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Family Studies of Uveal Coloboma

This study has been terminated.
Sponsor:
Information provided by:
National Institutes of Health Clinical Center (CC)
ClinicalTrials.gov Identifier:
NCT00368004
First received: August 23, 2006
Last updated: April 19, 2017
Last verified: April 15, 2013
August 23, 2006
April 19, 2017
July 28, 2006
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Complete list of historical versions of study NCT00368004 on ClinicalTrials.gov Archive Site
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Family Studies of Uveal Coloboma
Family Studies of Uveal Coloboma

This study will identify the genes responsible for uveal coloboma, an abnormal development of the eye caused by incomplete closure of a normally-occurring gap in the eye (the optic fissure) after the fifth week of life in a human embryo. There have been studies of families in which more than one person has been affected by this disorder. Coloboma occurs in about 1 of 10,000 live births and may cause significant vision loss. Researchers seek a better understanding of the genes responsible for this disorder.

Adults and children who have more than one member of the family with uveal coloboma may be eligible for this study. Patients will undergo a detailed medical history and eye examination appropriate for their age. The pupils will be dilated, through the use of eye drops. Dilation will continue for 4 to 6 hours, and wearing of sunglasses can reduce temporary glare that many patients may experience in brightly lit areas. In addition, pictures will be taken of the front or back of the eye, a procedure that also involves dilation of the pupils. Patients who have coloboma will undergo a complete physical examination. Blood samples will be collected, with a total of about 2 tablespoons from patients ages 10 and older and about 1 teaspoon for each 5 pounds of body weight for younger patients. Also, patients with coloboma may be asked to undergo X-rays , ultrasound, or other tests that are medically indicated.

To have enough DNA to study, the researchers may create a cell line to grow more DNA. Laboratory samples will be coded so that there is no identifying information about participants in this study. No other testing or research will be done on blood samples collected unless patients give permission. The researchers will not provide information about patients' health to other people without your express permission.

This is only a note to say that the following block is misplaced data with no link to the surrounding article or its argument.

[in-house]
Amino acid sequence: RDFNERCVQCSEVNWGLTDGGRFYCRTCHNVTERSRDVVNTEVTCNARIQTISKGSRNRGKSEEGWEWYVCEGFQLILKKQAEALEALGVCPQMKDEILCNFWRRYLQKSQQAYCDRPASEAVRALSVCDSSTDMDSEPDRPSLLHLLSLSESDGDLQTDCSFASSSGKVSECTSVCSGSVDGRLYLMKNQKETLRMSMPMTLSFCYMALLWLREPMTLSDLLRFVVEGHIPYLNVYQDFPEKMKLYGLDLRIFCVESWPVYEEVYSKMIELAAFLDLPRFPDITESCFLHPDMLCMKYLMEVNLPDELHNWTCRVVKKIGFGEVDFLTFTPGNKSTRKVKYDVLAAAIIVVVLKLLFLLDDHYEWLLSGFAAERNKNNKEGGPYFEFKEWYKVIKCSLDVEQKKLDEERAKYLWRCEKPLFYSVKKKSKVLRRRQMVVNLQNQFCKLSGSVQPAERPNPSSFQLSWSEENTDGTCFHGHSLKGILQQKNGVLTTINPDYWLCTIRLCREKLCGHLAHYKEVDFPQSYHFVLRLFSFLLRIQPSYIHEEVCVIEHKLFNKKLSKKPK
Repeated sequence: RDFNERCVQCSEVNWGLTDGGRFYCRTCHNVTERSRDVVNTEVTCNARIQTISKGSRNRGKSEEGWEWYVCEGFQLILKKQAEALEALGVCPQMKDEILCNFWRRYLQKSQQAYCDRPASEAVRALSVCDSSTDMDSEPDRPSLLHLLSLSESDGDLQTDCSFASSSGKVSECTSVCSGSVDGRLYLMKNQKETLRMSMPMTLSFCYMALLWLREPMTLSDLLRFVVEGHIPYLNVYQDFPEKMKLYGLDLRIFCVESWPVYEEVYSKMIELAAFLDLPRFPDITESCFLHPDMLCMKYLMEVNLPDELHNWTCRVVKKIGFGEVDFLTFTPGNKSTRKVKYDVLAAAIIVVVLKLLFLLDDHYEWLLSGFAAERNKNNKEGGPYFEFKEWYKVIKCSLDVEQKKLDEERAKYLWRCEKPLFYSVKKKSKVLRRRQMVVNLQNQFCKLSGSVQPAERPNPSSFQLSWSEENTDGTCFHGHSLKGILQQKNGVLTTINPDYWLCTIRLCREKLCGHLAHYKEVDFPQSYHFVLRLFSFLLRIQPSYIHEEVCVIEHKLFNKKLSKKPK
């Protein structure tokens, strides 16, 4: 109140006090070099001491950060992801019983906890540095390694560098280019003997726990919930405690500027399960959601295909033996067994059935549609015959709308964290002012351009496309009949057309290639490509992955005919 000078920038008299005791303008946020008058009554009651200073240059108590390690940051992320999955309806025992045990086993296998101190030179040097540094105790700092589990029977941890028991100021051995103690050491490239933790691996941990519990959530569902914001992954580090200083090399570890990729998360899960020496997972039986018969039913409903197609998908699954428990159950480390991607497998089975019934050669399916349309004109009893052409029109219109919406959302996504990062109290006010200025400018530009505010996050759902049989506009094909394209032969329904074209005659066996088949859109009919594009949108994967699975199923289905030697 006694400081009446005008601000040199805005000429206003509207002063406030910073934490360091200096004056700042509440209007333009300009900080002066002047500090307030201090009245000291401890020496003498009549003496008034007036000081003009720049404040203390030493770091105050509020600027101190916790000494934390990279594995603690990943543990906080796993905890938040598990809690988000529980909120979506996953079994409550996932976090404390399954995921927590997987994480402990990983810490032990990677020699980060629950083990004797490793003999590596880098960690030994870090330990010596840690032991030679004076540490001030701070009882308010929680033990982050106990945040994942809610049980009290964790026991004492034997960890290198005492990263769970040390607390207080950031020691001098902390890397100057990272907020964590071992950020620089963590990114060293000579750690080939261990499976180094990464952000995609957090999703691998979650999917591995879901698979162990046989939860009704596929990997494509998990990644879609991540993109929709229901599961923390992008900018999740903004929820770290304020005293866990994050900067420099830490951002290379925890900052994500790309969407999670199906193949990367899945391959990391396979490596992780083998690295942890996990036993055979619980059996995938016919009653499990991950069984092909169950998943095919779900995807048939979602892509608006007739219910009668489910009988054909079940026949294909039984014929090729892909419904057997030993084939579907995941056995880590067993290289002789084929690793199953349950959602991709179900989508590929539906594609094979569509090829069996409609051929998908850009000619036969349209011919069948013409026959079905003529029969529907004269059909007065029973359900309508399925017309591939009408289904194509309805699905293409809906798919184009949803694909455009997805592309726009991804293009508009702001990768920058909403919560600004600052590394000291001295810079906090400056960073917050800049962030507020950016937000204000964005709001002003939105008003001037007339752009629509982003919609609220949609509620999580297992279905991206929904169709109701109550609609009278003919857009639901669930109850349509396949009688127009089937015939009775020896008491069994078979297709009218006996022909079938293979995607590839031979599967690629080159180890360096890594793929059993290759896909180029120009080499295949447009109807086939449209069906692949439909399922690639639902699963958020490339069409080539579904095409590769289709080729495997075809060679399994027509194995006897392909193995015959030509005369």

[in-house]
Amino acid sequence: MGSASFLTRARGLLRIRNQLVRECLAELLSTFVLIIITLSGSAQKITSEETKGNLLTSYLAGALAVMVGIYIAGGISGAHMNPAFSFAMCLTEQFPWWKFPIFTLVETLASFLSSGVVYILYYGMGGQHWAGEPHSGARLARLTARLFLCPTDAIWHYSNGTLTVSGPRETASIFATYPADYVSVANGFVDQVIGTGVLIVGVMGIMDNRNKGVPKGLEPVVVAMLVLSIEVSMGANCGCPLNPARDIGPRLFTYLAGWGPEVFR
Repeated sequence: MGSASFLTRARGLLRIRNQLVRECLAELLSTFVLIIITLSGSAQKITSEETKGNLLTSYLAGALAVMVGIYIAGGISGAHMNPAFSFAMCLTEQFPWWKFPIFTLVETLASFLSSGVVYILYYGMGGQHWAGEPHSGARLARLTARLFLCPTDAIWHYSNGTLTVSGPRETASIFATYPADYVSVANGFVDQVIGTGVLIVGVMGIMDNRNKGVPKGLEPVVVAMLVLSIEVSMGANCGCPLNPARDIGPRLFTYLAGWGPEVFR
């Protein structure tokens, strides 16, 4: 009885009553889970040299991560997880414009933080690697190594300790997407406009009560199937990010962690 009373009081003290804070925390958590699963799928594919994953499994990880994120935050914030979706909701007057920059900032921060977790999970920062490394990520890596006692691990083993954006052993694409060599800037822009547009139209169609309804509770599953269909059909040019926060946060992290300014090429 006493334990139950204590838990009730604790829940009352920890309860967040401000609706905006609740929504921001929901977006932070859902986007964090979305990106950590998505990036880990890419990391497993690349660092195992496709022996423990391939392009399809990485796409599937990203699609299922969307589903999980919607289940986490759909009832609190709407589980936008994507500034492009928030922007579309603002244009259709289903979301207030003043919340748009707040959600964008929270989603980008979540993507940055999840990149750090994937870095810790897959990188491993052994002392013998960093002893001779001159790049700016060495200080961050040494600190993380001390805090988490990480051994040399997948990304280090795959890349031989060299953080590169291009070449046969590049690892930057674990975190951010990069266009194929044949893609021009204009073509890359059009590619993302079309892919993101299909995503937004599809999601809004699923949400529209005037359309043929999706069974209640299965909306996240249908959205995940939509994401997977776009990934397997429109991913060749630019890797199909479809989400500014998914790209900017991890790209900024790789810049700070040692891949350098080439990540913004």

Objective: To describe phenotypes and find genes causing a developmental and potentially blinding eye condition, uveal coloboma.

Study population: Families where more than one family member has uveal coloboma. Both affected and genetically informative, unaffected members of the family will be recruited.

Design: Observational study.

Outcome measures: Clinical examination, genetic mapping and mutation identification.

Observational
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Coloboma
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*   Includes publications given by the data provider as well as publications identified by ClinicalTrials.gov Identifier (NCT Number) in Medline.
 
Terminated
100
April 15, 2013
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  • This study will enroll 120 adult and children members of families where more than one individual is reported to have coloboma. Affected and unaffected family members will be both enrolled.

INCLUSION CRITERIA:

  1. The participant must have any recognizeable form of inherited coloboma.
  2. The participant must be a genetically informative member of a family where more than one person is affected by typical uveal coloboma.
  3. The participant must be able to comply with the protocol and provide a blood sample.

EXCLUSION CRITERIA:

1. The participant has any syndromic form of coloboma likely due to mutations in a known gene.

Sexes Eligible for Study: All
up to 100 Years   (Child, Adult, Senior)
No
Contact information is only displayed when the study is recruiting subjects
United States
 
 
NCT00368004
060230
06-EI-0230
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National Eye Institute (NEI)
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Principal Investigator: Brian P Brooks, M.D. National Eye Institute (NEI)
National Institutes of Health Clinical Center (CC)
April 15, 2013

ICMJE     Data element required by the International Committee of Medical Journal Editors and the World Health Organization ICTRP